“Now, about the rent. You are employed, I presume, Mr. Morgan?”
“I prepare the telegraph news.”
“But you do not collect it?”
“No. It comes over the wire and I prepare the copy.”
“Which is read by fools,” Mr. Griffin said bitterly. “To other fools.”
I took some offense at this — certainly Mr. Griffin’s thinking made me a fool, too. But quickly I dropped my feelings of offense: The news was indeed misleading and limited in depth. I could not be disheartened by the truth.
“You can only be changed by it,” Mr. Griffin said reflectively.
“What?!” I was astounded by Mr. Griffin’s seeming ability to read my mind.
“The house, Mr. Morgan. It may change you. You may grow happier.”
“Oh. I thought —”
“You thought what, Mr. Morgan?”
“Er — what shall I pay you in rent?”
Mr. Griffin considered the nine bedrooms, ten thousand square feet, and lake view out loud, and quoted an astonishing sum that nearly stopped my breath.
“But you’re stark white, Mr. Morgan! You look like you’ve seen a ghost! I am making a joke, Mr. Morgan! When is the last time you laughed? Ha, ha! I like you, Mr. Morgan. I like you, my young friend, and I’m dying. I don’t care about money. Pay me a dollar per annum while I’m still alive, and I will leave the house to you in my will. I have no wife or children or siblings or family — my mother and father and brothers and sisters are all dead.”
“The same is true for me. But your proposal is not a fair one, Mr. Griffin. I can afford to pay you more than a dollar per —”
“A dollar is all I will accept, Mr. Morgan, and the house will be yours when I’m dead.”
“I beg your pardon, Mr. Griffin. Forgive me, but I cannot accept your offer. I must —”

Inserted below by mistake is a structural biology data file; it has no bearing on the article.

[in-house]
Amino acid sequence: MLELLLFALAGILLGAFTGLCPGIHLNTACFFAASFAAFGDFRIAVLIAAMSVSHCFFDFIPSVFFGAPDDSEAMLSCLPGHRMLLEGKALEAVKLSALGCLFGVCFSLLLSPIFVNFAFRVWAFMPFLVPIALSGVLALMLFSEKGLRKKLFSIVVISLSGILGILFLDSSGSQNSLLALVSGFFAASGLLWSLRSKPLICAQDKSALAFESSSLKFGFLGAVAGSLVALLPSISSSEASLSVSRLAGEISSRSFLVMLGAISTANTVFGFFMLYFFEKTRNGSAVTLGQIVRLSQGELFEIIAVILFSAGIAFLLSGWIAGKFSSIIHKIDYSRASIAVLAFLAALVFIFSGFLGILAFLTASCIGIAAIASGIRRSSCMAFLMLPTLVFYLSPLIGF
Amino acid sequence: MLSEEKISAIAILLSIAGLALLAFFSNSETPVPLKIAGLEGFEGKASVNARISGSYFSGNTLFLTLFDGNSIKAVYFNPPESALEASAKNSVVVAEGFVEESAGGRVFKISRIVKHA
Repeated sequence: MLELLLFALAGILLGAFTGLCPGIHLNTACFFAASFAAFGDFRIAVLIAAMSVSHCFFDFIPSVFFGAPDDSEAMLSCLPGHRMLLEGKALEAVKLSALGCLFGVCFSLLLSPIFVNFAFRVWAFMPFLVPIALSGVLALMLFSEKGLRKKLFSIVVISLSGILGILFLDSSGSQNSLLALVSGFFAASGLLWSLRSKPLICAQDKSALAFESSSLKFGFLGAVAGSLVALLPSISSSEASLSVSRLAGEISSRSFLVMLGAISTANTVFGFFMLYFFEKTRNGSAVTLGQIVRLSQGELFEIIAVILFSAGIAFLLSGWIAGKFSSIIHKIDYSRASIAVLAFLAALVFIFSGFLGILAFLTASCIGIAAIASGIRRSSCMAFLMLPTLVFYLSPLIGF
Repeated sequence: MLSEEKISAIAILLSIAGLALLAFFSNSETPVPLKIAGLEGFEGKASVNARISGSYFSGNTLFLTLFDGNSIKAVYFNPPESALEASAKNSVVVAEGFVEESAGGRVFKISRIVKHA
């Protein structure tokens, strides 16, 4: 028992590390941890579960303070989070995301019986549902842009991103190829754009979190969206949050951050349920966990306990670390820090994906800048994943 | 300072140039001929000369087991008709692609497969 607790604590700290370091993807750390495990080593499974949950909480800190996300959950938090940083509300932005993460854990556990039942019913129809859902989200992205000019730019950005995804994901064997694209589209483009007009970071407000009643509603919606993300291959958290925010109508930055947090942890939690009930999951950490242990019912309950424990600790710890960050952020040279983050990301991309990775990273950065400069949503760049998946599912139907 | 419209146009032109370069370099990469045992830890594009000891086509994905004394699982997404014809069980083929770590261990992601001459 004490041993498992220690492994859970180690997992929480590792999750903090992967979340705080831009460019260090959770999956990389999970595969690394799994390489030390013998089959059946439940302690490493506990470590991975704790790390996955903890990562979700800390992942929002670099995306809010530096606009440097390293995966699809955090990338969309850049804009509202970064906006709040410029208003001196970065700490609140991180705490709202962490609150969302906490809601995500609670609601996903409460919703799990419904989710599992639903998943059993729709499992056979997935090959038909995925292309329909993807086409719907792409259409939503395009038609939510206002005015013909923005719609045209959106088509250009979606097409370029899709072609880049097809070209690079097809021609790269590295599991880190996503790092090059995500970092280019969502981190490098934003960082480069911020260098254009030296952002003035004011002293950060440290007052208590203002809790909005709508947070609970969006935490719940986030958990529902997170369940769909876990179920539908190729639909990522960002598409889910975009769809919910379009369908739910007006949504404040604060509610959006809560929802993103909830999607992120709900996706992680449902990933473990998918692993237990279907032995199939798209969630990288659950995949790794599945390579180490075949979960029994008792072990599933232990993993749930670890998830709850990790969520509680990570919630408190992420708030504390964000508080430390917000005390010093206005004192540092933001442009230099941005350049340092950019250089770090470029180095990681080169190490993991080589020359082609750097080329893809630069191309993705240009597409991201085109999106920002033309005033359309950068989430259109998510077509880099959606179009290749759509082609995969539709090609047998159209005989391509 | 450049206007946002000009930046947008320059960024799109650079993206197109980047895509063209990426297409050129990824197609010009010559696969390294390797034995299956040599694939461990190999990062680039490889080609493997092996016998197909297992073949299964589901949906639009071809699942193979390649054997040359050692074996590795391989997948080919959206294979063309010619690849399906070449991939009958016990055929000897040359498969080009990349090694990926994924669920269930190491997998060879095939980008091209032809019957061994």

Mr. Griffin interrupted me with a laugh, which evolved into a hacking cough. It took him several moments to recover himself, and then he slid his handkerchief into the pocket of his dressing gown and gazed at me with grave eyes. “A dollar is all I will accept, Mr. Morgan,” he repeated in a very sober tone.
“Now,” he continued, resuming his jovial pitch: “off you go to spend your last night in your shabby apartment. Bid adieu to your former fiancée, Mr. Morgan; tell her you will marry her still if she comes to her senses. Bring your things tomorrow; get a cat and a dog; and Lumble will help you get settled. Then we will leave you in peace and not bother you but once a year when your dollar is due.”
Again, I was astounded. My tongue had turned to cotton at the words.
“What is it, Mr. Morgan? Have you seen another ghost?”
“How . . . how did you know that I wanted a cat and a dog?”
“Anyone would need companionship in a lonely house, Mr. Morgan. Why not get one of each common domestic animal? The two will warm your feet in the cold.”
I stood to leave, thanking Mr. Griffin for his brandy and his generosity, but halfway across the room I was halted by a last question for which I could not think of tactful phrasing.
“Mr. Morgan?” Mr. Griffin called after me.
“What is your last question, Mr. Morgan?”
“Lumble . . . is Lumble a mister?”
Mr. Griffin threw his head back and laughed uproariously.
When he recovered himself, his eyes were moist and merry.
“I could not say, Mr. Morgan. The answer is as unknown as the answer to the age-old question of what becomes of our souls when we die. To me Lumble is just Lumble. Lumble and no more. And certainly no less. Indeed, never underestimate our dear friend Lumble!”
Raucous laughter followed me to the door. I closed it quietly behind me.
As I strolled through the twilight, I reflected briefly on my eccentric new landlord, but soon my thoughts, like my feet, led me in the direction of my imminent dwelling. I felt certain that a last evening drink of the house would fill my heart with enough nourishment to sustain me through my final night in the world I was leaving behind.
Tomorrow I would begin my time in a new old world.